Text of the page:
Individual coins might be lightweight, but so is the purchasing power of many lower denomination coins. It appears Slovakia may be the next European Union monetary union participant to drop the two lowest denomination euro coins due to their lack of functionality.
The Slovakian cabinet issued a draft revision to the law on prices in July. Should the Slovakian Parliament pass this revision, the new pricing rules would become effective Jan. 1, 2022.
According to findings in a May Eurobarometer survey, greater than five out of six Slovaks surveyed are in favor of scrapping the usage of 1- and 2-euro cent coins. This is a higher number of people favoring dumping the two lowly denominations than wanted to drop them in Belgium, Finland, Ireland, and the Netherlands. Each of these four European Union monetary union nations has already dropped the two coins while introducing price rounding for that reason.
Should Slovakia adopt rounding, that rounding would only apply to the final total sum of a purchase, and only when that purchase is made using cash. No rounding would take place if the same purchase is made using a bank card or meal voucher.
Rounding as proposed by the Slovakia Finance Ministry rounds to five cents for payments that end in up to five cents. The final sum would be rounded either to zero or five, using a mathematical method of rounding “that is neutral, fair to both parties, i.e. the merchant and the buyer,” according to the July 13 The Slovak Spectator newspaper.
Narodna banka Slovenska (National Bank of Slovenia) experts are assuming this rounding would likely cost an average family one cent monthly. The central bank has also indicated the bank does not anticipate price increases or higher inflation should the rounding be implemented.
An NBS spokesman said, “Rounding up the payments would end the production of a high amount of coins of small denominations and this would simultaneously contribute to a greener Slovakia. This is because small coins often end as waste, do not return to circulation and are thus a removable ecological burden.”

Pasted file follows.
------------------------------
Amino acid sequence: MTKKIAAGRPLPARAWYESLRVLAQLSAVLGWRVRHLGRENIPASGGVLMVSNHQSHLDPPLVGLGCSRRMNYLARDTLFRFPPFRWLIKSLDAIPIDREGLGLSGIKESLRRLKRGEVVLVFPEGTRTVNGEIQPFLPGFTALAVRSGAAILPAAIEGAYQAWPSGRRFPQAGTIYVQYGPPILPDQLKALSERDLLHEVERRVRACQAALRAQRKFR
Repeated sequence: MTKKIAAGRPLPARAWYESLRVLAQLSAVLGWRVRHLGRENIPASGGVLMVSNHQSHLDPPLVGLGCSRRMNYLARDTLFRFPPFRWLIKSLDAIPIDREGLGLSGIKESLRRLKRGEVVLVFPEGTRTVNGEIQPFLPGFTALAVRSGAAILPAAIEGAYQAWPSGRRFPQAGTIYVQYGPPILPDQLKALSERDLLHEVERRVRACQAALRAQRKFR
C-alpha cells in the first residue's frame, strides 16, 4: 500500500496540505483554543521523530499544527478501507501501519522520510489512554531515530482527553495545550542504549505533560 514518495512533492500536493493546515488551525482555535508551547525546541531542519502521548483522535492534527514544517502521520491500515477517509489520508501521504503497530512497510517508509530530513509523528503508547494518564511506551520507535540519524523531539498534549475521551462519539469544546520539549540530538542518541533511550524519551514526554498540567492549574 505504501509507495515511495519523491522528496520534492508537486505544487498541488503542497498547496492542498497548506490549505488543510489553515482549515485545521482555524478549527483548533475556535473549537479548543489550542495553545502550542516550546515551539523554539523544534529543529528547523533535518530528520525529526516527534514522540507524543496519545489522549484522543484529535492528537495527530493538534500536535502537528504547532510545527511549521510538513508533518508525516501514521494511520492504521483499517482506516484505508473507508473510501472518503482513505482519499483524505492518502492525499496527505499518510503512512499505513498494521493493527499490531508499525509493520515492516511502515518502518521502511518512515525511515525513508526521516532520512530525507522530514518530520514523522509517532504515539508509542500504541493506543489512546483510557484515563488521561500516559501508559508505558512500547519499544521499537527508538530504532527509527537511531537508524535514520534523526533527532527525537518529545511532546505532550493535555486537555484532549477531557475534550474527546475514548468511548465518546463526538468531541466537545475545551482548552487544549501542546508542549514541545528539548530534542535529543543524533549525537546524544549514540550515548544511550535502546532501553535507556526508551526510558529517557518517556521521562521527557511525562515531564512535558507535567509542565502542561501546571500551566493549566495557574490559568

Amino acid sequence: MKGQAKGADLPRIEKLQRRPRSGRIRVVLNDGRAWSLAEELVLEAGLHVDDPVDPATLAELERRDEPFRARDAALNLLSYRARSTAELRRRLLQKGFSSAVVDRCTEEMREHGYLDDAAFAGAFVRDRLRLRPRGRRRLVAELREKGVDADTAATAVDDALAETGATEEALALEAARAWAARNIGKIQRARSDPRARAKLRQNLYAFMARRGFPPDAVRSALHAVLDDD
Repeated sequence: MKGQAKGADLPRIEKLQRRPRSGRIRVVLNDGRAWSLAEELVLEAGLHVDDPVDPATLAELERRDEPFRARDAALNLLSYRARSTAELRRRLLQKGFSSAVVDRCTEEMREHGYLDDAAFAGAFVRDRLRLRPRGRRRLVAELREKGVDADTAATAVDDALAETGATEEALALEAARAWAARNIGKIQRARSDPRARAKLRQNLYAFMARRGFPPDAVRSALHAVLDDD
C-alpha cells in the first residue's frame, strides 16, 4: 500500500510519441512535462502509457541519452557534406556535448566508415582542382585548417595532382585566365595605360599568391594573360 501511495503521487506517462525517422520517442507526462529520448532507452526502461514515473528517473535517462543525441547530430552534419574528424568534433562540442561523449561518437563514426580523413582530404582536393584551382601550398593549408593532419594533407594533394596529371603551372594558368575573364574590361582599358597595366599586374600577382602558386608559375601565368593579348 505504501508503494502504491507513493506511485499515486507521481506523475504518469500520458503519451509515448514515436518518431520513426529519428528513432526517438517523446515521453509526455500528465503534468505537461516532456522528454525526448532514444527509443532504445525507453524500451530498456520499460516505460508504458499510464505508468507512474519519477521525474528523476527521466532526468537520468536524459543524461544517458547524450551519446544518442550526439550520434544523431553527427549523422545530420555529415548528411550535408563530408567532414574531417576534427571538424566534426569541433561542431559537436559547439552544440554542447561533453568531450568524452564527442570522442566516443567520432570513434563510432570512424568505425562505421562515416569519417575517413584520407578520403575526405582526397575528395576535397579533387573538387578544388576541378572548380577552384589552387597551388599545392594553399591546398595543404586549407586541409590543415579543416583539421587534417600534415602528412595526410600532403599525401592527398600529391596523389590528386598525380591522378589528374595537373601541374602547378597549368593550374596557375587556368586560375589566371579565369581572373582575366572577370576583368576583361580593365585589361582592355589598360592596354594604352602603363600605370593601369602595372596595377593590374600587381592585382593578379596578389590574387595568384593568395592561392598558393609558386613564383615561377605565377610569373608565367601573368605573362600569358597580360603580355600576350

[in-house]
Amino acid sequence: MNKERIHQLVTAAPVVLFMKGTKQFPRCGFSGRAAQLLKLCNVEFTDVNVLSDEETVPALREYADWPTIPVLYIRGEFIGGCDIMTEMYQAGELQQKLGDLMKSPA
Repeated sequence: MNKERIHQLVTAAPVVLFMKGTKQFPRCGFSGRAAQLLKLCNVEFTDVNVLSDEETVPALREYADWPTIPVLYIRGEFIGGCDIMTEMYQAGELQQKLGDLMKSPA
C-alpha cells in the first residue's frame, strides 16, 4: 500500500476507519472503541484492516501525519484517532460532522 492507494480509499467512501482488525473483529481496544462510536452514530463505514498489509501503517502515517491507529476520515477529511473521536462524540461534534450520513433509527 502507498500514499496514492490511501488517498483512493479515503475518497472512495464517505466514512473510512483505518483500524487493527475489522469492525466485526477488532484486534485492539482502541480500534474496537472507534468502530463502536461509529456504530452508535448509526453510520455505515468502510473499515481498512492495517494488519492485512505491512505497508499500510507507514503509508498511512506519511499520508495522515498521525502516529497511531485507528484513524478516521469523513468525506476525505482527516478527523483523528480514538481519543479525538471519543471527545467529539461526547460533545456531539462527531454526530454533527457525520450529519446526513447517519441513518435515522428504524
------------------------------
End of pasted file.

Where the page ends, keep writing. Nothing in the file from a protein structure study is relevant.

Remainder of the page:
The bank is also examining a potential reduction in the costs of coin production to traders and banks when handling coins. A reduction in the use of small denomination coins would reduce packaging and transportation costs for banks. Slovakian banks charge a fee to retailers when dealing with coins. Slovakia’s largest bank, Slovenska Sporitelna recently increased its coin sorting fees from €5 to €7 per one to 500 coins.
NBS spokespersons Brian Fabo, Eva Stulrajterova, and Martin Suster have a blog in which they stated, “Their production and distribution is more expensive than their nominal value.”
An independent NBS blog posted, “When 10- and 20-haller coins were scrapped in Slovakia back in 2003 this had no impact on prices.”
Institution of Economic and Social Studies think tank analyst Martin Vlachynsky said, “On the other hand, we at INESS are always careful when it comes to some cash restrictions; cash is a kind of financial freedom,” adding, “But I think that in this case it is more of a simple practical measure.”
Even if Slovakia were to eliminate the 1- and 2-euro cent coins for physical transaction purposes the coins would continue to be legal tender. Only the European Commission can demonetize the denominations. The EC has been considering withdrawing the two coin denominations since 2018 when a study indicated there is no majority in any EU member country that is in favor of keeping either coin.
For now should someone in Slovakia pay using these coins after Jan. 1, 2022 the store would no longer be able to give the coins out to shoppers as change from a cash transaction—should the measure be approved by Slovkia’s parliament.